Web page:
Human rights groups and media activists have criticized the Turkish government after authorities in the country reportedly seized control of Zaman, the country’s largest newspaper.
Zaman is associated with a movement led by US-based Muslim cleric Fethullah Gulen, an influential political opponent of President Recep Tayyip Erdogan.
State-run Anadolu Agency reported on Friday that administrators had been appointed by a court to run Zaman at the request of an Istanbul prosecutor. Officials were not immediately available to confirm the reports.
Prosecutors accused the newspaper and its affiliates of praising and helping what they called the “Fethullahist Terrorist Organization/Parallel State Structure (FETÖ/PDY),” an organization of Gulen.
The move against Zaman came hours after police detained prominent businessmen over allegations of financing what prosecutors described as a “Gulenist terror group,” Anadolu reported.
Erdogan accuses Gulen of conspiring to overthrow the government by building a network of supporters in the judiciary, police and media.
Gulen has denied the charges.
Erdogan and Gulen were allies until police and prosecutors seen as sympathetic to Gulen opened a corruption probe into Erdogan’s inner circle in 2013.
“It has been a habit for the last three, four years, that anyone who is speaking against government policies is facing either court cases or prison, or such control by the government,” said Abdulhamit Bilici, editor-in-chief of Zaman.
“This is a dark period for our country, our democracy.”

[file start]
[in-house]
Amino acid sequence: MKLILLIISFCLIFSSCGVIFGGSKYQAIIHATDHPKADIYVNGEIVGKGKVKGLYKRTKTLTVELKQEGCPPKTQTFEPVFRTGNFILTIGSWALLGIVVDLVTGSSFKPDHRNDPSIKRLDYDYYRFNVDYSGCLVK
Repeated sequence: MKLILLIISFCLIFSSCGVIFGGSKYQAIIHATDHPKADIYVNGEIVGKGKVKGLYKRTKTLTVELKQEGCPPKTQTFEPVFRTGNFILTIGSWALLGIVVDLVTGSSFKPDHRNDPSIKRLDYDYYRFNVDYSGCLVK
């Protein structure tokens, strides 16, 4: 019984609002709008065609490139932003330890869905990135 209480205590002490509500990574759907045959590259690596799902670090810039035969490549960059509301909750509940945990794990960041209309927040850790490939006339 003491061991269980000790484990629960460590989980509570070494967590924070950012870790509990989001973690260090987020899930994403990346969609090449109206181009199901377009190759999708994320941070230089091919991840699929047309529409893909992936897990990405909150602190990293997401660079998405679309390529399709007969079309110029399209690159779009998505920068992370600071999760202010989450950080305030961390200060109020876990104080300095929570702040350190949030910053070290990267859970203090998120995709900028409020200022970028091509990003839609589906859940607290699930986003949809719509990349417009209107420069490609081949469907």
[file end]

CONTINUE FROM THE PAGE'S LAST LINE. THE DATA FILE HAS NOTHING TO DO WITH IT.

John Kirby, a US State Department spokesman, called the Turkish government’s action “troubling”.
The New York-based Committee to Protect Journalists (CPJ) also said it was “alarmed” by the government’s decision.
“Today’s move by the court paves the way to effectively strangle the remnants of critical journalism in Turkey,” CPJ Executive Director Joel Simon, said in a statement.
Andrew Gardner, Amnesty International’s Turkey expert, accused Erdogan of “steamrolling over human rights” in the country.
Reporters Without Borders, meanwhile, said Erdogan’s “use” of the judicial system against the media “is absolutely illegitimate and intolerable.”
Zaman is Turkey’s biggest selling newspaper, with a circulation of 650,000 as of the end of February, according to media-sector monitor MedyaTava website.
Hundreds of supporters gathered in the rain outside Zaman’s Istanbul office to condemn the move.
The crackdown on Zaman comes at an already worrying time for press freedom in Turkey.
Two prominent journalists from the pro-opposition Cumhuriyet newspaper are facing potential life sentences on charges of endangering state security, for publishing material that purports to show intelligence officials trucking arms to Syria.
Authorities have seized and shut down opposition media outlets associated with the Gulen movement before. The state deposit insurance fund said this week an Islamic bank founded by Gulen followers might be liquidated within months.
Earlier on Friday police detained Memduh Boydak, chief executive of furniture-to-cables conglomerate Boydak Holding, as well as the group’s chairman Haci Boydak and two board members, for their alleged links to Gulen. Source: Al Jazeera and agencies
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